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PREVIEW: Jay Rayner on being a food critic

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Food critic Jay Rayner brings his show to Leamington on Friday
Food critic Jay Rayner brings his show to Leamington on Friday

Restaurant critic, presenter and jazz pianist Jay Rayner calls into Lemington Spa town hall with his show My Dining Hell on Friday (13 May). He chatted to Herald arts ahead of the event.

What can we expect from the show?

Well, despite negative reviews being a small part of my work, people love to hear them. The first half is basically stand-up comedy. And then the second part is an audio-visual presentation of a ‘journey through awfulness’ – the terrible dining experiences I’ve had. However it’s not all one way, I do read harsh reviews of my own work – books and my own appearances on TV. I also invite the audience to review me via Twitter. Which is an interesting exercise. Then finally a Q&A with the audience.

What are some of your pet hates in the food world at the moment?

Serving food on anything that isn’t a plate. It started with slabs of slate. Why would you want to eat off from one of those? It’s cold, the scrape of the cutlery, the sauce dribbles off the edge, they are horrible – plates are marvellous. This desire by chefs to serve food in unusual things: in mini baskets or cocktails in jam jars. It just drives me nuts!

What’s the secret of writing a good review?

I have to remind myself it’s a writing job not an eating job, I ask myself ‘what’s this review about?’ There are any number of gastropubs serving the same food: goats cheese and beetroot starter, ribeye steak, lemon pudding for starters – all very nice, but I would have nothing to say about them. Nobody employs me to eat, what my editor needs is an interesting piece of prose.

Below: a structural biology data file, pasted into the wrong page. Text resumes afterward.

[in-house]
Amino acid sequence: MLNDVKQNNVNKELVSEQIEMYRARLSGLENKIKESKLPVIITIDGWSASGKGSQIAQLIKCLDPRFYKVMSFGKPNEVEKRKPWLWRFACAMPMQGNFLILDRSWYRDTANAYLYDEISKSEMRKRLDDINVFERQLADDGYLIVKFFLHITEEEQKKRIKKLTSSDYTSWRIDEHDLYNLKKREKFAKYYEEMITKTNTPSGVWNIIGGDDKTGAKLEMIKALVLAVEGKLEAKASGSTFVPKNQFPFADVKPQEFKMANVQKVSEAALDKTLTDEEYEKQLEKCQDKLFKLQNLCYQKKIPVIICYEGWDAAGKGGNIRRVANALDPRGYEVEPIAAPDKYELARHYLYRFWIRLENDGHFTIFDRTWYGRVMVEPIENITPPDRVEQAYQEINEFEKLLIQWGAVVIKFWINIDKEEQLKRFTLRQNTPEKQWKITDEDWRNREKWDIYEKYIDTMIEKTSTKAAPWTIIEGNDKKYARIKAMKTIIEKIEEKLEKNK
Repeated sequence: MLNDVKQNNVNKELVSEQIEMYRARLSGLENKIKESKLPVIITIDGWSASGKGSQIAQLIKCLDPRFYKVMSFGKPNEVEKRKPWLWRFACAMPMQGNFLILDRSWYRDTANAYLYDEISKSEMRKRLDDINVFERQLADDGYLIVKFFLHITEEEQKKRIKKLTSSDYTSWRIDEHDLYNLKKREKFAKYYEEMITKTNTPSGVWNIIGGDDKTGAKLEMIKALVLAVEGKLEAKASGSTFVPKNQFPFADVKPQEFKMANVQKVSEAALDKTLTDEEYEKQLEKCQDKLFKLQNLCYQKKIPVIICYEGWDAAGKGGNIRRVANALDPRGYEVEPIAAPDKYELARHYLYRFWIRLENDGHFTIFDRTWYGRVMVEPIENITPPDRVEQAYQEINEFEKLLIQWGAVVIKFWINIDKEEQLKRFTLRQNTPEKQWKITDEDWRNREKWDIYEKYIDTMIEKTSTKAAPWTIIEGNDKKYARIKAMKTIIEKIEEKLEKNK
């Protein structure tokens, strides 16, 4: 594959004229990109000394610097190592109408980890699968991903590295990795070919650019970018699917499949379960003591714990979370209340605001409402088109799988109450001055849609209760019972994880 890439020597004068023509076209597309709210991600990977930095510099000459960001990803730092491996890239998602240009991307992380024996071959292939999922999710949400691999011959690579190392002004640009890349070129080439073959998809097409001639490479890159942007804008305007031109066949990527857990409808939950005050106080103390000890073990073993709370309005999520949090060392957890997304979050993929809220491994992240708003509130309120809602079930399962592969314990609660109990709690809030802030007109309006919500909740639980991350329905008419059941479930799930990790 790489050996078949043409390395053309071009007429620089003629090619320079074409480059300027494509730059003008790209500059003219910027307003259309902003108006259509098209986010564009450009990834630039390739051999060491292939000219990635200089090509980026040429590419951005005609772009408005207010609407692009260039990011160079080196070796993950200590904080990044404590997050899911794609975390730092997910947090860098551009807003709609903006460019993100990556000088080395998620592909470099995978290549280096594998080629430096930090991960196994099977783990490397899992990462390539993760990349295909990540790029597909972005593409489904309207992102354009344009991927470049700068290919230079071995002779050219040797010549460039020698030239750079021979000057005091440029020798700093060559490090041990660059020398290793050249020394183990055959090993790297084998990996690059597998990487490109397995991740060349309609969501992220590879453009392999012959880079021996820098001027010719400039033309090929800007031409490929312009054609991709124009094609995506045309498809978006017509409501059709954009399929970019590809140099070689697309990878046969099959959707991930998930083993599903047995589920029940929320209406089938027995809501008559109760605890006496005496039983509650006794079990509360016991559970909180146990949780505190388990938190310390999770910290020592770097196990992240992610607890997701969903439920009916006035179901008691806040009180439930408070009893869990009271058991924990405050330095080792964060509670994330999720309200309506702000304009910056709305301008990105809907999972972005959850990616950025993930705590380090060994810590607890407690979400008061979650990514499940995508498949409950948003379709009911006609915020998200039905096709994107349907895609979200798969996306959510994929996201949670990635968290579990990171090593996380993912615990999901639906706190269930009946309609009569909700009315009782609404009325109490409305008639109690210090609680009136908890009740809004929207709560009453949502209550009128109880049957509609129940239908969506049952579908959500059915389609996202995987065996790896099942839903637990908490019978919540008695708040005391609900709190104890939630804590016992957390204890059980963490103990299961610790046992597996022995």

How do you feel about Tripadvisor?

If I was a chef or a restaurateur I would hate it; and I don’t much like it as a journalist – it seems remarkably untrustworthy. You don’t know those people or what axe they have to grind; and none of them understand the law of libel, they say whatever they like; and it’s useless for finding somewhere good to eat.

What restaurants have you tried in this area that you’ve liked?

It’s hard to recall without checking, but I seem to remember liking The Churchill Arms in Paxford and The Old Butchers in Stow-on-the-Wold.

Stratford’s always baffled me: you’ve got a great captive audience, theatre-goers and tourists, rich people, and yet, I’ve never had call to go to go to any restaurant there.

One of the problems for most towns is that when a licence spot comes up all the chains, like Wagamam and Byron Burgers, make a bit and the landlords faced by those or choosing an independent go for a safe bet, and that means to get identical high streets. You need an enlightened planning policy by the local council.

Your mum, the agony aunt and journalist Claire Rayner, was obviously a big influence. Is your career mirroring hers?

I suppose the variety is similar to what I do, but she never played jazz piano!

Obviously I miss her, but you do move on; one thing I regret is she never got to see me do the jazz.

What were your favourite meals growing up?

I had a ridiculously cosmopolitan childhood – so it would be things like going to Joe Allen’s, the great theatre restaurant in London, and eating spare ribs while staring at a room of people off the telly – that and Chinese food on boxing day because that’s what Jews like to do.

Tickets are still available for Jay Rayner’s Friday’s show (7.30pm start) from Leamington Town Hall or call 01926 334

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